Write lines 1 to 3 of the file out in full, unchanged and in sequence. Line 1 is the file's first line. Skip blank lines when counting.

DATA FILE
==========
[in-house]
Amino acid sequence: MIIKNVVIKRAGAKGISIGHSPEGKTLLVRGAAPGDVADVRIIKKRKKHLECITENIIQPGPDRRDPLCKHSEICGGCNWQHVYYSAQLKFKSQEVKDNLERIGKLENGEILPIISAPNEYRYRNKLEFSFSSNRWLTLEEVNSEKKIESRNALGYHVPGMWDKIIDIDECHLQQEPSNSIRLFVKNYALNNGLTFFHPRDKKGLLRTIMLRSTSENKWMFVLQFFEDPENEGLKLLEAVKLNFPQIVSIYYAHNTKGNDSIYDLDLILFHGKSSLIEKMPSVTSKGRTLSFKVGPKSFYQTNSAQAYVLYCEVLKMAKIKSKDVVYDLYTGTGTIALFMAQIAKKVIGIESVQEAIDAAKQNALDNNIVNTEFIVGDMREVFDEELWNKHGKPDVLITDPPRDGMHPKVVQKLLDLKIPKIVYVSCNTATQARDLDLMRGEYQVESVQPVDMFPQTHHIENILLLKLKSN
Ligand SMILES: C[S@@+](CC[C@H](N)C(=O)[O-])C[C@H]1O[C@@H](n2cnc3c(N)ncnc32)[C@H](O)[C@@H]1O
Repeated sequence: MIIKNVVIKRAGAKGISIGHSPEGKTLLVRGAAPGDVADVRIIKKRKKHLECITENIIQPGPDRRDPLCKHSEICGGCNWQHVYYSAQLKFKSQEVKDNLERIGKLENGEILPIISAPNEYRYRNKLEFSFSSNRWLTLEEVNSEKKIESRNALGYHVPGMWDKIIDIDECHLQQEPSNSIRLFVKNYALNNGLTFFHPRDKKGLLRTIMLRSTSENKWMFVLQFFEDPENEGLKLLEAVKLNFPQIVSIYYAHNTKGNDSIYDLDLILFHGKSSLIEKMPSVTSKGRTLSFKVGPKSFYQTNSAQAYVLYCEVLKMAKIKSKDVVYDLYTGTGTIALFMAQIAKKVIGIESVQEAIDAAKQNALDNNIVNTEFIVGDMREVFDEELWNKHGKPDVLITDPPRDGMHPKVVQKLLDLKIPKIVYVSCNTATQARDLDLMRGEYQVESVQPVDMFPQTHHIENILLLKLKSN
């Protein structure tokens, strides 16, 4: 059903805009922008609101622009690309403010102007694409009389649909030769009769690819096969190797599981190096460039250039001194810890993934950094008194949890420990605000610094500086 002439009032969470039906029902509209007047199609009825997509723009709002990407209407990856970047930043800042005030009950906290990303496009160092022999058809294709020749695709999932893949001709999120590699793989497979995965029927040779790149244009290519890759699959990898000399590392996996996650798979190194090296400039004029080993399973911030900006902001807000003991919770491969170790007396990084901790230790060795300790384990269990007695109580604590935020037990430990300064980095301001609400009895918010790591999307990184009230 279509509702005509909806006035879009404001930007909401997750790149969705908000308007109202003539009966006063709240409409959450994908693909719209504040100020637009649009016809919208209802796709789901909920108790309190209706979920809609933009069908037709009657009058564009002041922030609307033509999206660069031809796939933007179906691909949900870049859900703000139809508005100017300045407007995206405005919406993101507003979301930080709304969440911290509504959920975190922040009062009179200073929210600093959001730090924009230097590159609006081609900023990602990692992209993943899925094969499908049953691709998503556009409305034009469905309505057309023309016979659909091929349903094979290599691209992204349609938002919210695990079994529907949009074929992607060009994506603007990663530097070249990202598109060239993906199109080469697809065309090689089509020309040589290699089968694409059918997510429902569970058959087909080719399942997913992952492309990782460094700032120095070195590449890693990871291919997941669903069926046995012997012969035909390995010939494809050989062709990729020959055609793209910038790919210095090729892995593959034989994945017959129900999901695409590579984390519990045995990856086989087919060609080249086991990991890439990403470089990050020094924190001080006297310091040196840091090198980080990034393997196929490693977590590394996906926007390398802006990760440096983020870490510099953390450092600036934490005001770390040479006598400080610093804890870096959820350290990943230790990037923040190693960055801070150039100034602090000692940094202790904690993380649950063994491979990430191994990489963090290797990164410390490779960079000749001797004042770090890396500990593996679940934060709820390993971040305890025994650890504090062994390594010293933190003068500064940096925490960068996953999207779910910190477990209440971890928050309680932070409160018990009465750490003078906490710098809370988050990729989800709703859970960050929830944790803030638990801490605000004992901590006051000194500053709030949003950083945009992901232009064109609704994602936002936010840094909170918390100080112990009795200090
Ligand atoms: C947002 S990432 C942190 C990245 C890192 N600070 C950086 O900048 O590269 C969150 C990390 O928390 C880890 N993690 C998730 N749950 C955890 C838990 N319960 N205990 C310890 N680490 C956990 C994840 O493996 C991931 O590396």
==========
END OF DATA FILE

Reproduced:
[in-house]
Amino acid sequence: MIIKNVVIKRAGAKGISIGHSPEGKTLLVRGAAPGDVADVRIIKKRKKHLECITENIIQPGPDRRDPLCKHSEICGGCNWQHVYYSAQLKFKSQEVKDNLERIGKLENGEILPIISAPNEYRYRNKLEFSFSSNRWLTLEEVNSEKKIESRNALGYHVPGMWDKIIDIDECHLQQEPSNSIRLFVKNYALNNGLTFFHPRDKKGLLRTIMLRSTSENKWMFVLQFFEDPENEGLKLLEAVKLNFPQIVSIYYAHNTKGNDSIYDLDLILFHGKSSLIEKMPSVTSKGRTLSFKVGPKSFYQTNSAQAYVLYCEVLKMAKIKSKDVVYDLYTGTGTIALFMAQIAKKVIGIESVQEAIDAAKQNALDNNIVNTEFIVGDMREVFDEELWNKHGKPDVLITDPPRDGMHPKVVQKLLDLKIPKIVYVSCNTATQARDLDLMRGEYQVESVQPVDMFPQTHHIENILLLKLKSN
Ligand SMILES: C[S@@+](CC[C@H](N)C(=O)[O-])C[C@H]1O[C@@H](n2cnc3c(N)ncnc32)[C@H](O)[C@@H]1O